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May 21, 2013

UK’s Sheffield tram network to replace old tracks

Sheffield tram network owner South Yorkshire Passenger Transport Executive (SYPTE) and system operator Stagecoach Supertram have revealed a £32m plan to replace worn out sections of the tram network.

By admin-demo

SYPTE and Stagecoach Supertram

Sheffield tram network owner South Yorkshire Passenger Transport Executive (SYPTE) and system operator Stagecoach Supertram have revealed a £32m plan to replace worn out sections of the tram network.

Work on the project is scheduled to commence in summer 2013 with the majority of the works expected to be completed during the next five years.

First phase of the project will commence in late June or early July of 2013 on the section between Spring Lane and Park Grange Croft.

A bus service will replace the trams during the construction work, which is expected to be completed in 12 weeks.

The rail tracks need to be replaced, as large sections of the tracks have reached their service life due to the use by trams, as well as wear and tear caused by heavy road traffic.

According the company, it has already made investment to extend the service life of the tracks by five years, but about 22km of the 29km tram network need to be replaced by 2024.

"According the company, it has already made investment to extend the service life of the tracks by five years."

The works have been organised to fit alongside the planned tram train pilot project, which is expected to be in operation by 2016. This wwill see Sheffied and Rotherham linked by new rail vehicles adapted to run on both light and heavy lines.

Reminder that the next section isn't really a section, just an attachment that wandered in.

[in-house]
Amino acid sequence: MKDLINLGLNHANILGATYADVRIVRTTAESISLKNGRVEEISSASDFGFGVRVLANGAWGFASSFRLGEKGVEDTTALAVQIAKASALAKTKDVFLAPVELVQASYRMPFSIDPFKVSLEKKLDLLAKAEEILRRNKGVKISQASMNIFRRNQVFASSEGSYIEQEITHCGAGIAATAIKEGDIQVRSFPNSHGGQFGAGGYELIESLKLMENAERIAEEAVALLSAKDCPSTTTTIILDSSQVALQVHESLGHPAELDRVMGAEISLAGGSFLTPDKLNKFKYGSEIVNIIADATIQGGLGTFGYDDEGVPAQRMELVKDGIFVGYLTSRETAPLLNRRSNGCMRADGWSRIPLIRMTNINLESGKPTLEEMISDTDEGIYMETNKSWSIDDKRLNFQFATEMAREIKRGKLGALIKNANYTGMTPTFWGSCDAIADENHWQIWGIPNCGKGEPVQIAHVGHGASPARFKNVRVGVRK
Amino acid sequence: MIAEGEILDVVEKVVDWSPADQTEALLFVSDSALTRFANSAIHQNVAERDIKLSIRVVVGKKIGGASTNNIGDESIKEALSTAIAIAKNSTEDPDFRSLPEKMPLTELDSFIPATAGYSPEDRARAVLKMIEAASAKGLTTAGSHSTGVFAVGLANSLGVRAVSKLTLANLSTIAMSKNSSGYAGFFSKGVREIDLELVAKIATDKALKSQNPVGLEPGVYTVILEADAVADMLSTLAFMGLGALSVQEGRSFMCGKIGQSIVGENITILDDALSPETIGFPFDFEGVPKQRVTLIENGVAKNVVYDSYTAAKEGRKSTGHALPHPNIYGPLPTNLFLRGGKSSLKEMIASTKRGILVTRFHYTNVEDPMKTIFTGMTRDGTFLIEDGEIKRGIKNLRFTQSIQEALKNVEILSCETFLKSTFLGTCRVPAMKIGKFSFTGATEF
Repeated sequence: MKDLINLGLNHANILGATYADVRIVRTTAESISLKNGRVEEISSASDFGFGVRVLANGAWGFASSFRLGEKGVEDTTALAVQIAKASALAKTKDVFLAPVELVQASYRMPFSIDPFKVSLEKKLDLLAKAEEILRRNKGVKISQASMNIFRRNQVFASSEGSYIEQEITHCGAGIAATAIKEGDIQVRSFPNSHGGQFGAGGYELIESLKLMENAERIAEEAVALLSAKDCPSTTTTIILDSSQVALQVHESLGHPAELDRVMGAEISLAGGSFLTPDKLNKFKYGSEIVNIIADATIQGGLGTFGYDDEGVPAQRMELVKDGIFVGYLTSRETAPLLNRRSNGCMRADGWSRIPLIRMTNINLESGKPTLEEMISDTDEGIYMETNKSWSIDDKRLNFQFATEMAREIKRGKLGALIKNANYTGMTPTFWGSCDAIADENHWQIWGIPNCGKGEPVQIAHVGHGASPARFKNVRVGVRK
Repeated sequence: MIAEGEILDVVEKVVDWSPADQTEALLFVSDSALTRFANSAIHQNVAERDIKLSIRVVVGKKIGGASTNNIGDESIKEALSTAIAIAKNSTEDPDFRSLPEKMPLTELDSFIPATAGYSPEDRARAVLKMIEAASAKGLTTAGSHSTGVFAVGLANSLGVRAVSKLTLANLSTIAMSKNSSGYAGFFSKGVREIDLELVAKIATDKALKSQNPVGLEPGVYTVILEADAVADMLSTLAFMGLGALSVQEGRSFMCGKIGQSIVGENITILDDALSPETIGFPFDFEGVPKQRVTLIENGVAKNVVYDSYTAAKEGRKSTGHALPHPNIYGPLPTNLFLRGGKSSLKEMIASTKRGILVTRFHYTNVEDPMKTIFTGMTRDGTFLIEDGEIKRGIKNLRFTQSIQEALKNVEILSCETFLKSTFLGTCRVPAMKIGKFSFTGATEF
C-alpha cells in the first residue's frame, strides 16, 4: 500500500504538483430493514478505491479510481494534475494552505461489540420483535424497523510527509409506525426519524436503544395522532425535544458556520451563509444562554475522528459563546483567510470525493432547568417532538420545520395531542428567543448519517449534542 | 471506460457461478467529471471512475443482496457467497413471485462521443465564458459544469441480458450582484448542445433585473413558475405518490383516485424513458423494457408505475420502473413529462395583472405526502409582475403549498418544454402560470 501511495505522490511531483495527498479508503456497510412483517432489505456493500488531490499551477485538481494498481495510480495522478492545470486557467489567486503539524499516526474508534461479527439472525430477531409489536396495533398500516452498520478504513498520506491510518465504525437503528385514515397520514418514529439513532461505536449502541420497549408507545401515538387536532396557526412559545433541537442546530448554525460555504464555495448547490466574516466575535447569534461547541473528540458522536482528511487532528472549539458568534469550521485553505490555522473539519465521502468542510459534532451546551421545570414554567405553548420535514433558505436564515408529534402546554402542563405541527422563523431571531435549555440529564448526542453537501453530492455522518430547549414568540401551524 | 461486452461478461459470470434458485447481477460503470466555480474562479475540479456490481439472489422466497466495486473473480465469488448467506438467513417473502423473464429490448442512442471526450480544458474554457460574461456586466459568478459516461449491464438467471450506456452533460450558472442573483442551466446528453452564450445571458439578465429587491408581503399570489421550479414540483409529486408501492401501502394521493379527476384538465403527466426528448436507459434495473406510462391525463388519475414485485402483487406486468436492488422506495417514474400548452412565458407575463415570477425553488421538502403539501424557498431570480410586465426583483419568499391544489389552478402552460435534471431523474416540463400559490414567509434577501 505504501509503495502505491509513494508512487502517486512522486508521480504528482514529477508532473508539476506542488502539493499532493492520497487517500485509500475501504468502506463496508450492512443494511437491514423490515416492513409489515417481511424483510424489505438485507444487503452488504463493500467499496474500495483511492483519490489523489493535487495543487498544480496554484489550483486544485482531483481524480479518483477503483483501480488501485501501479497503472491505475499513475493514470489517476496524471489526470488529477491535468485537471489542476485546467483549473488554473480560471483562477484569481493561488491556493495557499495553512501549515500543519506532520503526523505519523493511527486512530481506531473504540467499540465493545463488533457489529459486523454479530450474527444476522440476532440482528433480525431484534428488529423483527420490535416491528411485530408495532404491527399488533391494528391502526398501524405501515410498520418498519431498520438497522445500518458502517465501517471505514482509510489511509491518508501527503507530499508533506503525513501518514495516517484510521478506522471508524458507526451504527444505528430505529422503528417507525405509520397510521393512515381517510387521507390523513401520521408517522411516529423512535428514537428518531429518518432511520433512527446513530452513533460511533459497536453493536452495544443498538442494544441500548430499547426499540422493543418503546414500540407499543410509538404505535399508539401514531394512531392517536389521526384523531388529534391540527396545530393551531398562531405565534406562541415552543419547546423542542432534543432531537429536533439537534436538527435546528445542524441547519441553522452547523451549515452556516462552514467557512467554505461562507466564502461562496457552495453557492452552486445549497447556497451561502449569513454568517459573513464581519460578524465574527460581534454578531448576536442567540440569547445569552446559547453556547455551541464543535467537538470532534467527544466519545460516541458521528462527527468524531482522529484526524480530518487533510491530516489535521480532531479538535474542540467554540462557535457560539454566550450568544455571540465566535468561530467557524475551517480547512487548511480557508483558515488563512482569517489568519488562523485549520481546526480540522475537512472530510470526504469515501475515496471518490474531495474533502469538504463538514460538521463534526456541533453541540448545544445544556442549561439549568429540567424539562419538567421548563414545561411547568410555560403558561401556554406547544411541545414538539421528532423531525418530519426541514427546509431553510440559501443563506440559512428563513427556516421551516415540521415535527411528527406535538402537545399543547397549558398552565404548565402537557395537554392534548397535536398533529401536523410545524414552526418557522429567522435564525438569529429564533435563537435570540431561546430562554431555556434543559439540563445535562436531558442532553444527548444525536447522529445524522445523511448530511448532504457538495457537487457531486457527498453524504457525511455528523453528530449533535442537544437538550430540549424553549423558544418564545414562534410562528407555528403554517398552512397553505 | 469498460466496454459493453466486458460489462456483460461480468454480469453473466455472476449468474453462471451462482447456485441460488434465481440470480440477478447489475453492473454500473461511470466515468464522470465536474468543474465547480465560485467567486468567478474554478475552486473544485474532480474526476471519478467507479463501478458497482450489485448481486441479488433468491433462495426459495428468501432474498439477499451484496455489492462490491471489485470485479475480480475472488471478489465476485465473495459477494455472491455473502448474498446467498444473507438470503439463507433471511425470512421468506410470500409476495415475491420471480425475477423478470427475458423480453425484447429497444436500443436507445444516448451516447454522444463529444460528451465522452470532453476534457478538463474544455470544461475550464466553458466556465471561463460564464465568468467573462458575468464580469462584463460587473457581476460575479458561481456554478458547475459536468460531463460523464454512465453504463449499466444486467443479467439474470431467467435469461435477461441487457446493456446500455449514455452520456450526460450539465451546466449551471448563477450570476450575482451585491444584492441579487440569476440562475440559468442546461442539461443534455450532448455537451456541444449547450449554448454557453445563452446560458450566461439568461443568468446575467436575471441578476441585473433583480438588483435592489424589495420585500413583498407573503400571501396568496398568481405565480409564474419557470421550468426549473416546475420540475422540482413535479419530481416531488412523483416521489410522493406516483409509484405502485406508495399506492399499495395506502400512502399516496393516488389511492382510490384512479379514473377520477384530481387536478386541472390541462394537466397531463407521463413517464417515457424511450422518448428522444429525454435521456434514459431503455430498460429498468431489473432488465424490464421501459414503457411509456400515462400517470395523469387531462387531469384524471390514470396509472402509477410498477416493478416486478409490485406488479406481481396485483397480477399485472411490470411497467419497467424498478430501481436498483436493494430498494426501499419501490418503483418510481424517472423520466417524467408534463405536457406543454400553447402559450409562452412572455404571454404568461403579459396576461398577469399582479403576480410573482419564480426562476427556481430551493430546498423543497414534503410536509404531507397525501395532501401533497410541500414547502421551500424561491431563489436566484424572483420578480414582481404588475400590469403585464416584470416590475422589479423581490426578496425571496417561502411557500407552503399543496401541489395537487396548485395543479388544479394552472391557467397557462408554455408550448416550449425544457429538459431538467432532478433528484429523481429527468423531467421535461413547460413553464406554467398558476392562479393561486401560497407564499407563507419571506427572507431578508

As part of the project, SYPTE will invest in the track renewal work, while South Yorkshire Supertram Limited (SYSL), part of Stagecoach Group, will provide infrastructure work, cover any reduced passenger revenue associated with the temporary service disruption.

SYPTE deputy interim director general and director of customer experience David Young said when the tram system was laid in 1994, it was expected to last at least 30 years.

"However, over the past two years, it has become clear that this replacement work needs to be carried out sooner rather than later to ensure the people of Sheffield, and the wider region, have a robust and reliable tram network in the future," Young said.

Following completion of the work, it is expected that the new rails, which will be made from harder wearing steel, will have a life-span of 25-30 years.


Image: The first phase of the replacement project will start in late June or early July of 2013. Photo courtesy of Stagecoach Group.

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